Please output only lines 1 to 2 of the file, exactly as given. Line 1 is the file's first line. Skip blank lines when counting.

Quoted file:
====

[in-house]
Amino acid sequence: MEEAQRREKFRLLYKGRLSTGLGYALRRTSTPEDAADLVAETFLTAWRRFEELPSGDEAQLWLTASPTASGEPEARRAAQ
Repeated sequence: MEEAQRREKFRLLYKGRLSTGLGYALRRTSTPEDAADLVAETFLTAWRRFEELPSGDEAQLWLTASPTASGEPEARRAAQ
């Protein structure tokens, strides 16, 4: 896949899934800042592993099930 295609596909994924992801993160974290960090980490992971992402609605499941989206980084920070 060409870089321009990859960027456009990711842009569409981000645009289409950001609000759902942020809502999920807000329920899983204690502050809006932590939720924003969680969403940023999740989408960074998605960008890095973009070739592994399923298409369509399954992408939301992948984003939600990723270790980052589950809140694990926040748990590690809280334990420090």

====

[in-house]
Amino acid sequence: MEEAQRREKFRLLYKGRLSTGLGYALRRTSTPEDAADLVAETFLTAWRRFEELPSGDEAQLWLTASPTASGEPEARRAAQ